#1, John Doe #2, John Doe #3, Jane Doe #1, and Jane Doe #2.
She also seeks damages and an injunction requiring the MDOC
or its agents to provide her with undergarments appropriate
for her gender.
Failure to State a Claim
complaint may be dismissed for failure to state a claim if it
fails “‘to give the defendant fair notice of what
the . . . claim is and the grounds upon which it
rests.’” Bell Atl. Corp. v. Twombly, 550
U.S. 544, 555 (2007) (quoting Conley v. Gibson, 355
U.S. 41, 47 (1957)). While a complaint need not contain
detailed factual allegations, a plaintiff’s allegations
must include more than labels and conclusions.
Twombly, 550 U.S. at 555; Ashcroft v.
Iqbal, 556 U.S. 662, 678 (2009) (“Threadbare
recitals of the elements of a cause of action, supported by
mere conclusory statements, do not suffice.”). The
court must determine whether the complaint contains
“enough facts to state a claim to relief that is
plausible on its face.” Twombly, 550 U.S. at
570. “A claim has facial plausibility when the
plaintiff pleads factual content that allows the court to
draw the reasonable inference that the defendant is liable
for the misconduct alleged.” Iqbal, 556 U.S.
at 679. Although the plausibility standard is not equivalent
to a “‘probability requirement, ’ . . . it
asks for more than a sheer possibility that a defendant has
acted unlawfully.” Iqbal, 556 U.S. at 678
(quoting Twombly, 550 U.S. at 556). “[W]here
the well-pleaded facts do not permit the court to infer more
than the mere possibility of misconduct, the complaint has
alleged-but it has not ‘show[n]’-that the pleader
is entitled to relief.” Iqbal, 556 U.S. at 679
(quoting Fed.R.Civ.P. 8(a)(2)); see also Hill v.
Lappin, 630 F.3d 468, 470-71 (6th Cir. 2010) (holding
that the Twombly/Iqbal plausibility standard applies
to dismissals of prisoner cases on initial review under 28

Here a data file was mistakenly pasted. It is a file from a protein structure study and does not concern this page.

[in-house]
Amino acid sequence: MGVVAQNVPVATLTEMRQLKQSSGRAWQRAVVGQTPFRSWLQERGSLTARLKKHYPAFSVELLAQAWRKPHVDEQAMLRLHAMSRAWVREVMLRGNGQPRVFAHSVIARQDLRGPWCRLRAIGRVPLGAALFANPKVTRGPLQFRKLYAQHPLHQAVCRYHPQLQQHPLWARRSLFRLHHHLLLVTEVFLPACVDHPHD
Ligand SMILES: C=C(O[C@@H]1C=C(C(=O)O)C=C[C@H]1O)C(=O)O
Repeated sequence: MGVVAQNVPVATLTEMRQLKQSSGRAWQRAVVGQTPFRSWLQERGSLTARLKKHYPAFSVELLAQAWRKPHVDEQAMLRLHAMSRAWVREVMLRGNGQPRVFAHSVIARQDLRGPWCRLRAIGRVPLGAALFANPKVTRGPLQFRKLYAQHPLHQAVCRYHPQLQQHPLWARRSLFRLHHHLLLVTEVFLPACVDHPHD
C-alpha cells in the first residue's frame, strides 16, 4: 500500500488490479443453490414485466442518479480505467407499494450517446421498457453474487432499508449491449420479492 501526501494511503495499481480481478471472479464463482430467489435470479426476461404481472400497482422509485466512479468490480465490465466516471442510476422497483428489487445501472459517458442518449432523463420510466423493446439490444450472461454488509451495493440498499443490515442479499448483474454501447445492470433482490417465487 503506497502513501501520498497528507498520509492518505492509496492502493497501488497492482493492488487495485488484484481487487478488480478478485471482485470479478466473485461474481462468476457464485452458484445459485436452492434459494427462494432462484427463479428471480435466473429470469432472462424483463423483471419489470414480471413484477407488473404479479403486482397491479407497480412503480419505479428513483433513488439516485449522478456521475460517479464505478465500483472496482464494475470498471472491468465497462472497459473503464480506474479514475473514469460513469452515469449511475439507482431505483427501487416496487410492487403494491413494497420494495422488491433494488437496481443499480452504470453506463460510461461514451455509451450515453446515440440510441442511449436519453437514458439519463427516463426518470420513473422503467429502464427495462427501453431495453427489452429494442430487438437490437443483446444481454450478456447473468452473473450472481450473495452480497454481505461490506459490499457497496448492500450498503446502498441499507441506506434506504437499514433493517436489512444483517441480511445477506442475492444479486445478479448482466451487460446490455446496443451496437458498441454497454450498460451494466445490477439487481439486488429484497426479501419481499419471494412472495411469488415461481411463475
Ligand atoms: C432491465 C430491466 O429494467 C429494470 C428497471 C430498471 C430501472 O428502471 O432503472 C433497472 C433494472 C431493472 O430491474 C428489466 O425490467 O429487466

U.S.C. §§ 1915A(b)(1) and 1915(e)(2)(B)(i)).
state a claim under 42 U.S.C. § 1983, a plaintiff must
allege the violation of a right secured by the federal
Constitution or laws and must show that the deprivation was
committed by a person acting under color of state law.
West v. Atkins, 487 U.S. 42, 48 (1988); Street
v. Corr. Corp. of Am., 102 F.3d 810, 814 (6th Cir.
1996). Because § 1983 is a method for vindicating
federal rights, not a source of substantive rights itself,
the first step in an action under § 1983 is to identify
the specific constitutional right allegedly infringed.
Albright v. Oliver, 510 U.S. 266, 271 (1994).
private entity like Corizon, which contracts with the State
of Michigan to perform the traditional state function of
providing healthcare to inmates, can “be sued under
§ 1983 as one acting ‘under color of state
law.’” See Hicks v. Frey,992 F.2d 1450,
1458 (6th Cir. 1993) (quoting West v. Atkins, 487
U.S. 42, 54 (1988)). For Corizon to be liable, however, the
execution of its policy or custom must be the source of the
alleged injury. Perry v. Corizon Health, Inc., No.
17-2489, 2018 WL 3006334, at *1 (6th Cir. June 8, 2018). In
other words, Corizon is subject to the same standard for
liability as a municipal defendant. Id. (citing
Monell v. Dep’t of Soc. Servs., 436 U.S. 658,
694 (1978)). “[M]unicipal defendants may only be sued
under § 1983 for their own ...